Difficult poems are not popular. This is something that any reader or writer of difficult poems must face squarely. There are no three ways about it. But just because a poem is not popular doesn't mean it has no value! Unpopular poems can still have meaningful readings and, after all, may not always be unpopular. Even if the poem never becomes popular, it can still be special to you, the reader. Maybe the poem's unpopularity will even bring you and the difficult poem closer. After all, your own ability to have an intimate relation with the poem is not affected by the poem's popularity.

Once you have gotten beyond the blame game-blaming yourself as a reader for the difficulty or blaming the poem-you can start to focus on the relationship. The difficulty you are having with the poem may suggest that there is a problem not with you the reader or with the poem but with the relation between you and the poem. Working through the issues that arise as part of this relation can be a valuable learning experience. Smoothing over difficulties is not the solution! Learning to cope with a difficult reading of a poem will often be more fulfilling than sweeping difficulties under the carpet, only to have the accumulated dust plume up in your face when you finally get around to cleaning the floor.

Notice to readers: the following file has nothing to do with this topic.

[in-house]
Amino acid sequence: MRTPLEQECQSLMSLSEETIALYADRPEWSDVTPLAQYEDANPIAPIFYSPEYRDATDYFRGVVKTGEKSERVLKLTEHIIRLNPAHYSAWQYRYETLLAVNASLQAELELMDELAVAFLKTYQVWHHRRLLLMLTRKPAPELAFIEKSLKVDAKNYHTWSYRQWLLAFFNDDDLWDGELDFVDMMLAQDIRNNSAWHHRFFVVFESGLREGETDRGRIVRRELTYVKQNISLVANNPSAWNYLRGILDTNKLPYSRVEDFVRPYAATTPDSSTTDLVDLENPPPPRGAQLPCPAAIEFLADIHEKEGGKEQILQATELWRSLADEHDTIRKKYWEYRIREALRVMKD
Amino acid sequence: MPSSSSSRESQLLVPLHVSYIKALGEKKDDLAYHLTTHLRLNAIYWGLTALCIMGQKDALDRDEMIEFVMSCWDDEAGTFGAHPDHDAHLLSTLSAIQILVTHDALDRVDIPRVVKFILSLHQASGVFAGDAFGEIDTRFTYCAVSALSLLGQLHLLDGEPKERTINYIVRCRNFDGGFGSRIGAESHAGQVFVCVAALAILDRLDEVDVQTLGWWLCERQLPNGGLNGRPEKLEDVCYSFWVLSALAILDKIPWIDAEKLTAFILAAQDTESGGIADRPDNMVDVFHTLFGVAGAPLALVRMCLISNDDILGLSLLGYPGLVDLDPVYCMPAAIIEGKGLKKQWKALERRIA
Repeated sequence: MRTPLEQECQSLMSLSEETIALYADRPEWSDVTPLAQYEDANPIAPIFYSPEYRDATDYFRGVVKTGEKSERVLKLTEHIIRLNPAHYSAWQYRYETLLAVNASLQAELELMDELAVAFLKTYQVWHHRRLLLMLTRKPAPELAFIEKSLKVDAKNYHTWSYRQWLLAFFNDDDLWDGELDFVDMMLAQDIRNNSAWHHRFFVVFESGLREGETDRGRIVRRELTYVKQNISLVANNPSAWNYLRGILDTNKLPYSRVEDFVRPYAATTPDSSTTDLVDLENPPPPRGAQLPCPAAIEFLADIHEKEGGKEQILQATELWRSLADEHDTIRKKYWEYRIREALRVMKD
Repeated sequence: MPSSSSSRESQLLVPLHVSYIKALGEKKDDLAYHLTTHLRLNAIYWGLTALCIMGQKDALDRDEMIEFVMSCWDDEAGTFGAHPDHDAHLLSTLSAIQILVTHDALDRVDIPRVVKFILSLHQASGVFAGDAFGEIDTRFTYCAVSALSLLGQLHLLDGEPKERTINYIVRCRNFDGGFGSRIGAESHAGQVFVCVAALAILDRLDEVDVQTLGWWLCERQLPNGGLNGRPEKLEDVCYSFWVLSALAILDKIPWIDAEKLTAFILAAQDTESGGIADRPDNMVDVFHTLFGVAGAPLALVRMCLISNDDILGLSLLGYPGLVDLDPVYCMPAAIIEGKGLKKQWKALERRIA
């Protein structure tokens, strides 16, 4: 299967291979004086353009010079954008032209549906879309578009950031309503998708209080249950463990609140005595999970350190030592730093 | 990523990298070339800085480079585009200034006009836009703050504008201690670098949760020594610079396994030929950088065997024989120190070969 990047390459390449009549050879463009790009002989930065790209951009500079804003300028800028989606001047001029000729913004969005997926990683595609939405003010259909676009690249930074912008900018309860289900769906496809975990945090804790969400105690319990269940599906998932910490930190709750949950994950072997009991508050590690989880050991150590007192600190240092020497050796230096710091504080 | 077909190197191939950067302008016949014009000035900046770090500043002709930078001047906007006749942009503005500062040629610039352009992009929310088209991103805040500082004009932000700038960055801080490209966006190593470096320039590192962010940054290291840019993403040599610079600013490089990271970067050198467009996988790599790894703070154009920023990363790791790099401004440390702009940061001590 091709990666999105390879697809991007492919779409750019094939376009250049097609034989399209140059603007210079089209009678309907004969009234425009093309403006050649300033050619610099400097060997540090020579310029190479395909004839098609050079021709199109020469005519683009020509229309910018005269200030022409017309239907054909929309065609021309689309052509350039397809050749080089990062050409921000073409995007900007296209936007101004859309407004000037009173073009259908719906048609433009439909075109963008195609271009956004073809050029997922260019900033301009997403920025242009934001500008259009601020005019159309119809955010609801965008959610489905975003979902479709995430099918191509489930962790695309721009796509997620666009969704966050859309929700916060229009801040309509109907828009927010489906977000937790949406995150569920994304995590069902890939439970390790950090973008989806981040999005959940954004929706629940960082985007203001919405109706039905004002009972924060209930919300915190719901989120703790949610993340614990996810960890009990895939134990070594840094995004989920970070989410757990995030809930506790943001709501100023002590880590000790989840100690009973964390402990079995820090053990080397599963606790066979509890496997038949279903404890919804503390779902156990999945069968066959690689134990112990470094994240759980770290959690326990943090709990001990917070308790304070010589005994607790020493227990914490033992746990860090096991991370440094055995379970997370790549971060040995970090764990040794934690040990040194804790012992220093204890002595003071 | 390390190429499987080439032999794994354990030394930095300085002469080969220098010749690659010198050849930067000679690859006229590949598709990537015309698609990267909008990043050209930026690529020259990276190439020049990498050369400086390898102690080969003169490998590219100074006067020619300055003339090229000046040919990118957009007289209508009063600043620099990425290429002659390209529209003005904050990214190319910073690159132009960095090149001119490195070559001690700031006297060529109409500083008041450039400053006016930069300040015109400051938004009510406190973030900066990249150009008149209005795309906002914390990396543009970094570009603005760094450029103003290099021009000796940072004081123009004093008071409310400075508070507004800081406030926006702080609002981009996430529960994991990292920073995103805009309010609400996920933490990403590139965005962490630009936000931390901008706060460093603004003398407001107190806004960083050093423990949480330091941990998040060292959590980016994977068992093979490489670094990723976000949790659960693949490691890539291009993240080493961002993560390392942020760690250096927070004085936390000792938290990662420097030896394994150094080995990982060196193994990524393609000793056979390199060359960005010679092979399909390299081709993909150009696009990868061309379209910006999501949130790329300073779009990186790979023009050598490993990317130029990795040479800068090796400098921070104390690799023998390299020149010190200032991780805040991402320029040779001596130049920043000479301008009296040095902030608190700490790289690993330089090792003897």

Readers of difficult poems also need to beware of the tendency to idealize the accessible poem. Keep in mind that a poem may be easy because it is not saying anything. And while this may make for undisturbed reading at first, it may mask problems that will turn up later. No poem is ever really difficulty-free. Sometimes working out your difficulties with the poem is the best thing for a long-term aesthetic experience and opens up the possibilities for many future encounters with the poem.

I hope that this approach to the difficult poem will alleviate the frustration so many readers feel when challenged by this type of aesthetic experience. Reading poems, like other life experiences, is not always as simple as it may seem to be from the outside, as when we see other readers flipping happily through collections of best-loved verse. Very often this picture of readerly bliss is not the whole story; even these now-smiling readers may have gone through difficult experiences with poems when they first encountered them. As my mother would often say, you can't make bacon and eggs without slaughtering a pig.